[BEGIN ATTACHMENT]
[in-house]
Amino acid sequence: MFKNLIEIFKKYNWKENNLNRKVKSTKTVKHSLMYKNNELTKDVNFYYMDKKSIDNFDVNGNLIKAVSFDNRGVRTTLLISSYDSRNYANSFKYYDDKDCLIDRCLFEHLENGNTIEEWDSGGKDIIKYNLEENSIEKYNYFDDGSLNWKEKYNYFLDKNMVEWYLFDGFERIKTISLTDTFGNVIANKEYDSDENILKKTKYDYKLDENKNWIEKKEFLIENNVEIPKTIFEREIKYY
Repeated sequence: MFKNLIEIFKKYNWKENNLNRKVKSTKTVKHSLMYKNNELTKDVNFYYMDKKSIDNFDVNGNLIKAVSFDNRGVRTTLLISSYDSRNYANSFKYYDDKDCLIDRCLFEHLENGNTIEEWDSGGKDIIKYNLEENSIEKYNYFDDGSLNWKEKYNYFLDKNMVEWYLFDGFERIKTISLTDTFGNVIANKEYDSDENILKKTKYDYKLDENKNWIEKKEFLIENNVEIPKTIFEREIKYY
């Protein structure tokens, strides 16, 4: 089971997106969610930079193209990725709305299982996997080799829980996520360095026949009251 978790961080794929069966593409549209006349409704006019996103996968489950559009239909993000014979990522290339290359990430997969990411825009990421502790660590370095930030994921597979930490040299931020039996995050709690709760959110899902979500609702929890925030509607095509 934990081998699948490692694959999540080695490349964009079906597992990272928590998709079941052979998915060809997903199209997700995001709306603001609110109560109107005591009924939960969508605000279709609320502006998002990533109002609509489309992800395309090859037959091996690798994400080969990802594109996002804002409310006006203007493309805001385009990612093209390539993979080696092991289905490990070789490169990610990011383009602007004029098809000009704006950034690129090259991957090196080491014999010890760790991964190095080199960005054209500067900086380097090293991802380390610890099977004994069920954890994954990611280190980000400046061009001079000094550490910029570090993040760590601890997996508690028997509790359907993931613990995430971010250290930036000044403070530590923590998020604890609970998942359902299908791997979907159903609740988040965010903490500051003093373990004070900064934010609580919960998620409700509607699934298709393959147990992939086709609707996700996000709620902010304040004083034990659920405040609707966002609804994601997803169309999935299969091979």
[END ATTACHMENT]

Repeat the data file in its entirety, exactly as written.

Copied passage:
[in-house]
Amino acid sequence: MFKNLIEIFKKYNWKENNLNRKVKSTKTVKHSLMYKNNELTKDVNFYYMDKKSIDNFDVNGNLIKAVSFDNRGVRTTLLISSYDSRNYANSFKYYDDKDCLIDRCLFEHLENGNTIEEWDSGGKDIIKYNLEENSIEKYNYFDDGSLNWKEKYNYFLDKNMVEWYLFDGFERIKTISLTDTFGNVIANKEYDSDENILKKTKYDYKLDENKNWIEKKEFLIENNVEIPKTIFEREIKYY
Repeated sequence: MFKNLIEIFKKYNWKENNLNRKVKSTKTVKHSLMYKNNELTKDVNFYYMDKKSIDNFDVNGNLIKAVSFDNRGVRTTLLISSYDSRNYANSFKYYDDKDCLIDRCLFEHLENGNTIEEWDSGGKDIIKYNLEENSIEKYNYFDDGSLNWKEKYNYFLDKNMVEWYLFDGFERIKTISLTDTFGNVIANKEYDSDENILKKTKYDYKLDENKNWIEKKEFLIENNVEIPKTIFEREIKYY
């Protein structure tokens, strides 16, 4: 089971997106969610930079193209990725709305299982996997080799829980996520360095026949009251 978790961080794929069966593409549209006349409704006019996103996968489950559009239909993000014979990522290339290359990430997969990411825009990421502790660590370095930030994921597979930490040299931020039996995050709690709760959110899902979500609702929890925030509607095509 934990081998699948490692694959999540080695490349964009079906597992990272928590998709079941052979998915060809997903199209997700995001709306603001609110109560109107005591009924939960969508605000279709609320502006998002990533109002609509489309992800395309090859037959091996690798994400080969990802594109996002804002409310006006203007493309805001385009990612093209390539993979080696092991289905490990070789490169990610990011383009602007004029098809000009704006950034690129090259991957090196080491014999010890760790991964190095080199960005054209500067900086380097090293991802380390610890099977004994069920954890994954990611280190980000400046061009001079000094550490910029570090993040760590601890997996508690028997509790359907993931613990995430971010250290930036000044403070530590923590998020604890609970998942359902299908791997979907159903609740988040965010903490500051003093373990004070900064934010609580919960998620409700509607699934298709393959147990992939086709609707996700996000709620902010304040004083034990659920405040609707966002609804994601997803169309999935299969091979």